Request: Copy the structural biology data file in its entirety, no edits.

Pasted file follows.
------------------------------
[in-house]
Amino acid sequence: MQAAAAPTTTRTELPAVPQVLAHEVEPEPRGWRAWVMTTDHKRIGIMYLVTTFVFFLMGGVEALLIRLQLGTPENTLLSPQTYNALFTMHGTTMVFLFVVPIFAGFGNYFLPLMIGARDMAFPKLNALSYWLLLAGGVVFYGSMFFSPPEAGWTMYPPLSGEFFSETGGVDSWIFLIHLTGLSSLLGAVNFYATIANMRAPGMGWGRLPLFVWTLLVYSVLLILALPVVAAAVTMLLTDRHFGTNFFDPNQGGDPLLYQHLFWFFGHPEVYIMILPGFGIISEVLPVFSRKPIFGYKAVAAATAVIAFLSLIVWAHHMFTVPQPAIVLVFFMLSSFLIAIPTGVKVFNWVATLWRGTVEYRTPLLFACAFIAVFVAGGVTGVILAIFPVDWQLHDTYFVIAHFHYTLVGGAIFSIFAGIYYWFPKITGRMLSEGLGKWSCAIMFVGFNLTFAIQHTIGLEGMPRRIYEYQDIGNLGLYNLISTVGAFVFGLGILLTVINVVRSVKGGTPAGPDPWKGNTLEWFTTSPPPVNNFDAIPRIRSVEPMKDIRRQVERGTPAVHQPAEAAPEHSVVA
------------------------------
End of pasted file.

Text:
[in-house]
Amino acid sequence: MQAAAAPTTTRTELPAVPQVLAHEVEPEPRGWRAWVMTTDHKRIGIMYLVTTFVFFLMGGVEALLIRLQLGTPENTLLSPQTYNALFTMHGTTMVFLFVVPIFAGFGNYFLPLMIGARDMAFPKLNALSYWLLLAGGVVFYGSMFFSPPEAGWTMYPPLSGEFFSETGGVDSWIFLIHLTGLSSLLGAVNFYATIANMRAPGMGWGRLPLFVWTLLVYSVLLILALPVVAAAVTMLLTDRHFGTNFFDPNQGGDPLLYQHLFWFFGHPEVYIMILPGFGIISEVLPVFSRKPIFGYKAVAAATAVIAFLSLIVWAHHMFTVPQPAIVLVFFMLSSFLIAIPTGVKVFNWVATLWRGTVEYRTPLLFACAFIAVFVAGGVTGVILAIFPVDWQLHDTYFVIAHFHYTLVGGAIFSIFAGIYYWFPKITGRMLSEGLGKWSCAIMFVGFNLTFAIQHTIGLEGMPRRIYEYQDIGNLGLYNLISTVGAFVFGLGILLTVINVVRSVKGGTPAGPDPWKGNTLEWFTTSPPPVNNFDAIPRIRSVEPMKDIRRQVERGTPAVHQPAEAAPEHSVVA